Rydell: Riding in the Rain Taxi
The rain inside the moving taxi slanted like a
woman’s long blonde hair blown in a strong wind. The
driver’s face, pruney and dripping, twisted into a
frown of determination, his gloved hands clutching
at the wheel, windows closed tight to keep out the
sun, clearness, dryness.
von Bohlen: In Borrowed Houses: Toledo, Michigan
Once in a while the cars wake me up. / Though
the windows are shut / the air blows through the
house / till the walls cool down. / We drown in
belongings / until we can’t see our shoes.
Genevieve DuBois: Status Vertiginous
There is nothing wrong with your brain, there is
nothing wrong with your ears, or so the doctors tell
you—you just have a disability, a small handicap,
some quirk of your body’s architecture, some slight
misalignment, nothing that can’t be lived with—and
you smile, and nod, and nod, and smile, and you hate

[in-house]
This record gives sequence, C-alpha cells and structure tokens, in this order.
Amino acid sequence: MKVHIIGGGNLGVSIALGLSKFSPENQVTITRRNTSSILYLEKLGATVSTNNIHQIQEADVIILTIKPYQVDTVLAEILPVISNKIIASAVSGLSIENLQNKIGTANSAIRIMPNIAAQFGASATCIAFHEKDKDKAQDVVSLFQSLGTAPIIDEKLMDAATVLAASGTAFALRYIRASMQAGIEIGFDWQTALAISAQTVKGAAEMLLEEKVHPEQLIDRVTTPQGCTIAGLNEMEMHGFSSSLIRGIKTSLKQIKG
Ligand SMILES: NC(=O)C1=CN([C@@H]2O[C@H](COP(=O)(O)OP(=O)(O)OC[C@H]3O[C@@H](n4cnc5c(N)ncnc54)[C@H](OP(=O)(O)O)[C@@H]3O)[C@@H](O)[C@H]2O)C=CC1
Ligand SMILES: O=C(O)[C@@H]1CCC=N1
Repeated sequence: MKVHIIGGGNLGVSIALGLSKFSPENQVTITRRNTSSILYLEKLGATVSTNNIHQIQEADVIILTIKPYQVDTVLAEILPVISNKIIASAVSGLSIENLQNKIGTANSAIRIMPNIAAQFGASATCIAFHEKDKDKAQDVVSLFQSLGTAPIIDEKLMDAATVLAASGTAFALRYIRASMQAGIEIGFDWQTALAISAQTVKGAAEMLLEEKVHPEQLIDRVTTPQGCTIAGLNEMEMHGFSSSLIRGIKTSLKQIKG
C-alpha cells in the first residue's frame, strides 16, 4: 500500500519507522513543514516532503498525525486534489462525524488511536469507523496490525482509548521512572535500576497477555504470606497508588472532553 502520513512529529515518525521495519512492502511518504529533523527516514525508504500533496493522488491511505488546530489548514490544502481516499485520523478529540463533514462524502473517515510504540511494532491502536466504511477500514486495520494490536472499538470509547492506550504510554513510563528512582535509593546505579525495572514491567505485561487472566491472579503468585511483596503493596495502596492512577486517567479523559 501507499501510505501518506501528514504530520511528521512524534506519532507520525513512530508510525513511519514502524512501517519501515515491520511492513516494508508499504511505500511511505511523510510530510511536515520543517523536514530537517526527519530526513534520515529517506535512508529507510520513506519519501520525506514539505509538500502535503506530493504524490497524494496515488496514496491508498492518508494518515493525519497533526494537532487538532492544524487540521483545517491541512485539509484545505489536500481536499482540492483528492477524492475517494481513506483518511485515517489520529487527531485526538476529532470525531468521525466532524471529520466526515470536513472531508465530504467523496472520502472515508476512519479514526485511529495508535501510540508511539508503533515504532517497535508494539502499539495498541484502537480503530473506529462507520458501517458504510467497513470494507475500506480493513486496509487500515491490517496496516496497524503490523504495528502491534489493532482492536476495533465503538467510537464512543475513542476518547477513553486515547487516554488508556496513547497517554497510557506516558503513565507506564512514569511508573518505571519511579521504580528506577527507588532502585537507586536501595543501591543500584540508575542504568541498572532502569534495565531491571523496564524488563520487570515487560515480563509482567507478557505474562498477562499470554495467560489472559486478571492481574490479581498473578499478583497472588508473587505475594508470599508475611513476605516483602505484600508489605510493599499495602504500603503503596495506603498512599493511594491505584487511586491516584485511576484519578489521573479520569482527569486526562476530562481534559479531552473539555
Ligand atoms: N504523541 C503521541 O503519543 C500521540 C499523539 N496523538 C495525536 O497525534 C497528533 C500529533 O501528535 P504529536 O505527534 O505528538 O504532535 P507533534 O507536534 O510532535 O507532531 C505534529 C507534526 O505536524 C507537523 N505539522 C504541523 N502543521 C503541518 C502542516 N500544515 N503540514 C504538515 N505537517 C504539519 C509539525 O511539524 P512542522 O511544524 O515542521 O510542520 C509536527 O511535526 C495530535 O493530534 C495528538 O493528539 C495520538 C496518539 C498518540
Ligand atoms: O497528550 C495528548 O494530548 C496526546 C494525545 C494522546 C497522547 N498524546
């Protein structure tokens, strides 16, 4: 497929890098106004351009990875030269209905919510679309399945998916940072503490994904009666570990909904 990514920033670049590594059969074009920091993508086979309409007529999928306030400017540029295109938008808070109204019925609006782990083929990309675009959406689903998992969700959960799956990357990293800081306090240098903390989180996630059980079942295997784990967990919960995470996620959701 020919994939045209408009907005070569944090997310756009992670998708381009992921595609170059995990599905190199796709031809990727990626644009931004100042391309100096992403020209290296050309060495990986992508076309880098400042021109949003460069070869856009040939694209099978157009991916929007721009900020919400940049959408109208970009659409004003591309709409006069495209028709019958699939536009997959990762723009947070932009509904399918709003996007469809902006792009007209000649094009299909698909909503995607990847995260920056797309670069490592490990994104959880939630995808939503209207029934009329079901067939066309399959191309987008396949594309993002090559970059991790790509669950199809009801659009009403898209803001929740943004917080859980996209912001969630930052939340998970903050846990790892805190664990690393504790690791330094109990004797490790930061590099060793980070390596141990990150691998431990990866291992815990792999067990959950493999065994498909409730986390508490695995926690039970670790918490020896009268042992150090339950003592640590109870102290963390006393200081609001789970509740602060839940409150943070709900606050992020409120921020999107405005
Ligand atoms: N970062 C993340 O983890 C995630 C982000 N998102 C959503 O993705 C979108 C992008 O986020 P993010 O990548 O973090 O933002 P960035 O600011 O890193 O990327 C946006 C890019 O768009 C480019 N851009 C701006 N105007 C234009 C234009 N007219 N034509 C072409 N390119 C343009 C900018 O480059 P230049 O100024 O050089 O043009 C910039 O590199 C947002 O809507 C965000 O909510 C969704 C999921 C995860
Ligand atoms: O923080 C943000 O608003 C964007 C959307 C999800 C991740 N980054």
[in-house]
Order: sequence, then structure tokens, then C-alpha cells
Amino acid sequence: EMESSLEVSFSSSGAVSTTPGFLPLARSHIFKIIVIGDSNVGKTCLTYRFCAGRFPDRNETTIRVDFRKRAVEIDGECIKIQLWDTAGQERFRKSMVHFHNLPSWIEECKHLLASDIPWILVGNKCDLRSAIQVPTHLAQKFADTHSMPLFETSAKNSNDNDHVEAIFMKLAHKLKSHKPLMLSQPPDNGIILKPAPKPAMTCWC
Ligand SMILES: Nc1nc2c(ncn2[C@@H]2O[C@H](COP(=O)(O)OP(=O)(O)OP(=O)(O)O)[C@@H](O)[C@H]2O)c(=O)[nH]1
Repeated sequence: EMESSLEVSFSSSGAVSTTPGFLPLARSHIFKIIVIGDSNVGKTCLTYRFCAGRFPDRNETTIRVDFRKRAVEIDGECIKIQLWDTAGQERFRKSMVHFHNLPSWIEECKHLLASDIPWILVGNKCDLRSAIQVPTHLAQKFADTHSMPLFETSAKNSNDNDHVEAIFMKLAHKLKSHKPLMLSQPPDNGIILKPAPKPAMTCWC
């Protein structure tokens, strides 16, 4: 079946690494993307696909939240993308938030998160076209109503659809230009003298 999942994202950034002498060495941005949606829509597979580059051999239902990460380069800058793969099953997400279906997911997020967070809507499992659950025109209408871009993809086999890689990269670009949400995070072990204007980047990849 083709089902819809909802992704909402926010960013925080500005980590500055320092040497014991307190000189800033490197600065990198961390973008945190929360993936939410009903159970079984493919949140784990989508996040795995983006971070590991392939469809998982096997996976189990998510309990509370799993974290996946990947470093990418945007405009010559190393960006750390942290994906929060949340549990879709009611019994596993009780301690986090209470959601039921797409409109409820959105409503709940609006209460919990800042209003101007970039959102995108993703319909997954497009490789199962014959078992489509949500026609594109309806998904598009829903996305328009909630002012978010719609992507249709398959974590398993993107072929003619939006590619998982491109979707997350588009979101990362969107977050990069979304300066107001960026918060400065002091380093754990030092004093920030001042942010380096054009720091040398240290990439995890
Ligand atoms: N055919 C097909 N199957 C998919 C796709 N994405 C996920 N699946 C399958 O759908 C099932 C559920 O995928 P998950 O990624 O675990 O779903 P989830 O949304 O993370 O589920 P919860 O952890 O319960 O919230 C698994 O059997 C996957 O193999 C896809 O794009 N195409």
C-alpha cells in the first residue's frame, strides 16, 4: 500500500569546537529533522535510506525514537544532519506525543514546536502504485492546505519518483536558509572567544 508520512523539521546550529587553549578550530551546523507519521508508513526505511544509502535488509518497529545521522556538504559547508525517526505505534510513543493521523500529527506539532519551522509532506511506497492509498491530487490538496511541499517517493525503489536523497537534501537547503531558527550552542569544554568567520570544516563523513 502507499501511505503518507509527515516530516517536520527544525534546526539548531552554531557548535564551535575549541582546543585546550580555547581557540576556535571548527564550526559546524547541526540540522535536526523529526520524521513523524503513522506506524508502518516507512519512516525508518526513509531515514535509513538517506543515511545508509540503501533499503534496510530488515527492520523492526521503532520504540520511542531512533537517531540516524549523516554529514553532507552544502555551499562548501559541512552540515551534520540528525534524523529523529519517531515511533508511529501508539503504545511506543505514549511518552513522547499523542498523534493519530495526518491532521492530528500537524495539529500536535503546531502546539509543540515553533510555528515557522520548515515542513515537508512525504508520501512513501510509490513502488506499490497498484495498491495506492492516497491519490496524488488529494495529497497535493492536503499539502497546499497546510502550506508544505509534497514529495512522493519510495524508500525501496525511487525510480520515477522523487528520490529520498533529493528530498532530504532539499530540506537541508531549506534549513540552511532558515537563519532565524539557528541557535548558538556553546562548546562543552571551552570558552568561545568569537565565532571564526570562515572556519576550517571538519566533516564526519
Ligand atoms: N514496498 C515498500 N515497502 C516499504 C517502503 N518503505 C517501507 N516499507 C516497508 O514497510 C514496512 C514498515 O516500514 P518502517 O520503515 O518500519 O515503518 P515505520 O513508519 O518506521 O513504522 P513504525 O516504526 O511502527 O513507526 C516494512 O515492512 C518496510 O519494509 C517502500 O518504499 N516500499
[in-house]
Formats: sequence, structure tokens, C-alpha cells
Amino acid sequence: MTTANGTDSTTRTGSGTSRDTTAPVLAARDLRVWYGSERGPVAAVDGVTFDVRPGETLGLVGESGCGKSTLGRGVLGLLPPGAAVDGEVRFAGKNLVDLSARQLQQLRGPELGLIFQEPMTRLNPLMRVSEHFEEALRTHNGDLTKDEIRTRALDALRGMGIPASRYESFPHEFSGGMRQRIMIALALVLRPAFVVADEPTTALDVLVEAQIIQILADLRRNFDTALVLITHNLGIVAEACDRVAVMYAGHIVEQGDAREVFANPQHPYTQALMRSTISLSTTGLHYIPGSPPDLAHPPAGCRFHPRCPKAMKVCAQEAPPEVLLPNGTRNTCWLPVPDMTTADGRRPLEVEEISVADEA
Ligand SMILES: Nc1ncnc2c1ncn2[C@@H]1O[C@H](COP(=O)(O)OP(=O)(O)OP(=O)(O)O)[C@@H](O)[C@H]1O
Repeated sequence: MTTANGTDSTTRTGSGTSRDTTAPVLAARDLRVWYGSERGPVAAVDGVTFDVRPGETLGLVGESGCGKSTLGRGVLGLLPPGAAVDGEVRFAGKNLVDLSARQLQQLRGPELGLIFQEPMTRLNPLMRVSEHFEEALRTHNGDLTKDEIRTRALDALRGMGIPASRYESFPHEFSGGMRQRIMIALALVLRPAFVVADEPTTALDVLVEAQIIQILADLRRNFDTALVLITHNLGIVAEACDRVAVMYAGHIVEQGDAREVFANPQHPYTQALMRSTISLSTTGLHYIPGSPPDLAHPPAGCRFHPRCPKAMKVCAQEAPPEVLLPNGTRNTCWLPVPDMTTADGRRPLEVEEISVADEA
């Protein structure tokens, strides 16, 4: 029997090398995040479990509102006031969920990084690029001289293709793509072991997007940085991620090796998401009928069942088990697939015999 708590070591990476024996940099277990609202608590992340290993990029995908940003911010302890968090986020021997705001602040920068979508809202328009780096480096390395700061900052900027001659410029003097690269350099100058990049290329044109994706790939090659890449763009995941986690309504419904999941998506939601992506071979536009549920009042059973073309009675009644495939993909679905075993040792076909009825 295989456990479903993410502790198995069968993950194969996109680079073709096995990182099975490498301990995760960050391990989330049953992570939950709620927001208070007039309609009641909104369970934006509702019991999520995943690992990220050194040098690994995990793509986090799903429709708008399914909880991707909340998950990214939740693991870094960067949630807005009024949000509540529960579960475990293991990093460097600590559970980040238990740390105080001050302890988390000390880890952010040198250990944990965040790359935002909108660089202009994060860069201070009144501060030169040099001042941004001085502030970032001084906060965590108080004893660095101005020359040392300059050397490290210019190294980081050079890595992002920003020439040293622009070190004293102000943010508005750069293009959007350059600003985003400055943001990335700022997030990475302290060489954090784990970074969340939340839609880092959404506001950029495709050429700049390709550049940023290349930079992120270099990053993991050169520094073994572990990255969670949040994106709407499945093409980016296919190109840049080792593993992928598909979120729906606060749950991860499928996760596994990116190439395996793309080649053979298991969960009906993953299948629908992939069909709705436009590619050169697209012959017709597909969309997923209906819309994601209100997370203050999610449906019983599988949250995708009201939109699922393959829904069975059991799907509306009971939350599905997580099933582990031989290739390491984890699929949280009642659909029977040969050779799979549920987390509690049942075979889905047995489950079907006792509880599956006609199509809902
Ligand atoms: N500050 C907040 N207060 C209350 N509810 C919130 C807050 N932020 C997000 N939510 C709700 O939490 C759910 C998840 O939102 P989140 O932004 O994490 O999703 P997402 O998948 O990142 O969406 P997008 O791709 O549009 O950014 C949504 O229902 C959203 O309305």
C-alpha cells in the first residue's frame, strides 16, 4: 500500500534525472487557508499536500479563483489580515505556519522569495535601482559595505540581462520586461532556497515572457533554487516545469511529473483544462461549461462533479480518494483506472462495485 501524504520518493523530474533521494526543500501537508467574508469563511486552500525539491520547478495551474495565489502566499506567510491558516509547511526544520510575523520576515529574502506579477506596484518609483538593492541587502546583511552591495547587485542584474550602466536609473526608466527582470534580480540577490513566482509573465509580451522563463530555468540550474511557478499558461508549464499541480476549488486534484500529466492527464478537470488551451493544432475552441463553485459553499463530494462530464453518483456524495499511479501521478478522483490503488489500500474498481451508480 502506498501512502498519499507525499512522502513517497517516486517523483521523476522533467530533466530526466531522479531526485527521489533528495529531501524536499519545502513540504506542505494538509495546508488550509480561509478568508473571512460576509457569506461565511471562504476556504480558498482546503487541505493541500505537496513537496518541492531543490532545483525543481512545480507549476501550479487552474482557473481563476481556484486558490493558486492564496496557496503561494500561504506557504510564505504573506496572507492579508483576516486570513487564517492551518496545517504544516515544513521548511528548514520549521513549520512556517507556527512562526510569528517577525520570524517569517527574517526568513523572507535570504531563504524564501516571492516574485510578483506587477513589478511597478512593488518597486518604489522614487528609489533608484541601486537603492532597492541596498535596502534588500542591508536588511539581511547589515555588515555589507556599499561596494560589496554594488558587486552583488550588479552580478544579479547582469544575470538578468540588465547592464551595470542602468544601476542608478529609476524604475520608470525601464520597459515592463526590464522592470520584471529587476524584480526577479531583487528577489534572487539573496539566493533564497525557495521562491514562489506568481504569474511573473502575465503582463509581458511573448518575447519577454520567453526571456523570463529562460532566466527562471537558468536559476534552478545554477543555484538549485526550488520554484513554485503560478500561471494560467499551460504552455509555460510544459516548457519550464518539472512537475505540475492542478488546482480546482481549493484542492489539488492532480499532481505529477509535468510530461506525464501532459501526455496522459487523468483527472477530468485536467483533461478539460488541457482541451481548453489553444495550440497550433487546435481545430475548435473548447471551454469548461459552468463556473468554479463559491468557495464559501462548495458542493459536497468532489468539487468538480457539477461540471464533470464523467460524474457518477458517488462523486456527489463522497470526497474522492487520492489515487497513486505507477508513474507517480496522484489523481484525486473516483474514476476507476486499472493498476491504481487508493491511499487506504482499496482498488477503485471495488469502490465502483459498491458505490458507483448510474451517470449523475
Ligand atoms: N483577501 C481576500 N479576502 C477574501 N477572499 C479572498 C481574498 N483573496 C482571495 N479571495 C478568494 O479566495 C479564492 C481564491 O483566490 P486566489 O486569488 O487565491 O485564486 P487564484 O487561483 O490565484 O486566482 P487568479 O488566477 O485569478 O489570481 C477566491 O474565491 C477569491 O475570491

them, if only for their humanity when they are
required to be superhuman.
Ashley: Behind Closed Doors
Today I will skip work and start a project.
Tassels and wheels, that sort of thing—the kind of
wooden bike you might find at the far end of a flea
market between the quick cash and the liquor store.
Clark: Apology to the Grayling
I apologize if your new accommodations are a bit
tight, but at least it is—a place. I feel your scaly
body press against my ribs; your tail flicks in
anticipation against my spine; an eye peers out from
behind my left kidney.
Rose Etter: Love Letters to Benjamin Franklin
Benjamin Franklin is holding a sledgehammer or
another woman or both. His hands are around hard
wood silver built to be heavy, a weight we haven’t
measured or discussed. He built the sledgehammer out
of the parts of other women, sculpted the silver
head from the thickness of their skulls, created the
handle from the fat of various breasts.
Jackson: The Sharpest Part of Her
My mother had been clean for most of her
pregnancy so no one suspected what was to come.
True, no family had come while she was in labor, or
even after I was born. No father, either. But it was
New York, it was 1982, and this was common enough.